Let me tell you about this year’s athletics. We began with 16 sprinters. Two boys and two girls from each year. 10 of those got through to the semi finals. We had eight relay teams. 3 got through to the semi finals. Our two 200 metre runners (and for 11 year olds, 200 metres is a very gruelling distance) just missed out on the semis. The whole squad cheered and yelled, patted each other on the back, whether they’d come 1st or 6th, and generally had a thoroughly enjoyable time. So did their manager!
We returned the following week for the semis and finals. Last year, we had one boy sprinter who was the borough champion, and one relay team. The year before we had one relay team. So this year, we were out to defend those titles and hopefully improve on them.
After the semis we had 4 sprinters and 2 relay teams through to the finals, which were run on the same day. Thi
s meant that some children had 4 races in the one afternoon, in both sprint and relays.
The finals began, and our Year six boy defended his title by winning again this year! Our section of the spectators went totally wild. Our Year six girl finalist ran well to finish 5th in the borough. Next came our Year 5 girl sprinter. Last year she came 3rd in the final. Cheered on by all those present, with determination written all over her, she sped down the track and finished first! Another champion, and only 4 races run! In the next race, our Year 4 boy sprinter cam 4th, after running superbly.
We now had a long wait till the final 2 races; the medley boys relay and the medley girls. The boys were defending the title they have held for the past 2 years, and despite the third leg almost dropping the baton (so they informed me later!) they romped home in the lead. By now we were almost hoarse, and not one of the team had left to go home, even though it was past school finishing time. The medley girls were in the last race, and finished second. So concluded a very successful district sports meeting, and it was off to the trophy shop and back to the PC to print out the certificates.
Now why is this annual event one of my favourite things? Firstly, because it gives me great pleasure to take these kids out for 2 very enjoyable afternoons. Of course, I also get 2 afternoons out of school, but considering how tired I am at the end of it, I don’t think that counts!
Secondly, if you could see the team camaraderie that exists throughout the whole team, how each member supports all the others, how they congratulate and commiserate, encourage and back each other, you would know why it is one of my favourite things! It’s at times like this I really love my job.
A third reason is maybe slightly obscure. It is with a deep sense of pride that I watch these kids. Comparing them with some of the other schools, their behaviour,
and whole attitude is really something to see. We have our fair share of rogues, but they always come up trumps when taken out. This is a reflection on their parents as well as on the school, and at times like this, you can see the underlying community spirit of the whole school “family” for want of a better word!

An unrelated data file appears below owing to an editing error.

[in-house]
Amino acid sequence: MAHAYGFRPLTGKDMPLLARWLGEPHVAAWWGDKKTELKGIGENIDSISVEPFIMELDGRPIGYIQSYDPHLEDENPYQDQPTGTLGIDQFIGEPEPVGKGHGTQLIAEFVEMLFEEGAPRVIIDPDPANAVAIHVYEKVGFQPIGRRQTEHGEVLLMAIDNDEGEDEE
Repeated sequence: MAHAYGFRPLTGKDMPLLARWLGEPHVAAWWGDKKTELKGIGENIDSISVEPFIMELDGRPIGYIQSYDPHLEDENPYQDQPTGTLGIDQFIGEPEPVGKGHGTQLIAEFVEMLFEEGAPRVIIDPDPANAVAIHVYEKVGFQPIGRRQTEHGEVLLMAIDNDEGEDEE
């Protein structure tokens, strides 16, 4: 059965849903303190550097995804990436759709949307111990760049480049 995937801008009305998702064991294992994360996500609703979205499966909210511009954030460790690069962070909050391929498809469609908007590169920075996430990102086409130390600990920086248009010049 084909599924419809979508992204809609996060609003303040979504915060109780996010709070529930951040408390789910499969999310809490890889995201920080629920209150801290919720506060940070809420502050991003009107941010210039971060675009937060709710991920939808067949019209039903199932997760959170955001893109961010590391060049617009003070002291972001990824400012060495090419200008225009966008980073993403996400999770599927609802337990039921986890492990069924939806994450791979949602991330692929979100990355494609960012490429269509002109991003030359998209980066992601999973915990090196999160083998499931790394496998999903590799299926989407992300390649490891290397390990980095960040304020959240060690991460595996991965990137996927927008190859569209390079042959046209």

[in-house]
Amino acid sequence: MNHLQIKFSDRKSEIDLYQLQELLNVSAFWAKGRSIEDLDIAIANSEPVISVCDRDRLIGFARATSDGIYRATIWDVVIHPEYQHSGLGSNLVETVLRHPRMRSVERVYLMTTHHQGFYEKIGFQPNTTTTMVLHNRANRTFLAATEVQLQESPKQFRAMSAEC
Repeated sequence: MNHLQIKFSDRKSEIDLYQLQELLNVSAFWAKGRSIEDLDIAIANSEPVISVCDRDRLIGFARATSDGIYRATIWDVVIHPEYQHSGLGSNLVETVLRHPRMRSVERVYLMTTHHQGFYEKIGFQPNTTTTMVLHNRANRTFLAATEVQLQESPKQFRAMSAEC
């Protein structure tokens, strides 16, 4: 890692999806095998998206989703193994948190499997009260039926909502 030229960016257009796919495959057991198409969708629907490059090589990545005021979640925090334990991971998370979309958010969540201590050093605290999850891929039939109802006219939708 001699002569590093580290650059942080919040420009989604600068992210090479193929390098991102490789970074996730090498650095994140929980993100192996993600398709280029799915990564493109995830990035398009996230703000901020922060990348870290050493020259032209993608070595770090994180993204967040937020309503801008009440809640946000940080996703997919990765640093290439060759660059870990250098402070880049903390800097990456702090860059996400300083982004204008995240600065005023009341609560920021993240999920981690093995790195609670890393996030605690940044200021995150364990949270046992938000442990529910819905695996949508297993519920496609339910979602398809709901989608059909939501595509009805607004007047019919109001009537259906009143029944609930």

It also gives me an opportunity to let my hair down after a stressful run up to SATs, and believe me, do I let it down! And it’s rewarding to have the parents’ backing and support, and appreciation, even although I’m not doing it for that reason!
It also gives my Special Needs kids the same opportunity as the others to succeed. Indeed, many of my kids are excellent athletes, and this is their chance to shine. It’s wonderful to see their faces when they return to our section of the ground, whether they’ve qualified or not. And for me, that makes it all worthwhile.
My hubby is the “official” photographer, and takes loads of pics of the kids running, from which I make a display for the end of term Parents’ Evening. The parents order prints, and from the money collected, we have recently purchased smart new kits for the squad, including tracksuits. Yes, I have to spend time printing them out, and yes I have to spend time collecting in the kits, arranging for parents to wash them, and packing them all away for the following year. But I wouldn’t NOT do it for all the tea in China.
Annual District Sports is one of my favourite things, and will be for many years to come.
Jill Murphy asked me to write about one of my favourite things to help her celebrate her fourth anniversary of cancer-free living and to remind ourselves of all the nice things in the world. It takes more muscles to make a frown than a smile you know.
If you'd like to join in, whether you've only just joined
dooyoo, or you've been here ages, you're more than welcome. Just write about one of YOUR favourite things, make your title "A Favourite Thing: [your choice]" and include this paragraph at the foot of your opinion. And post before Friday, 9th August."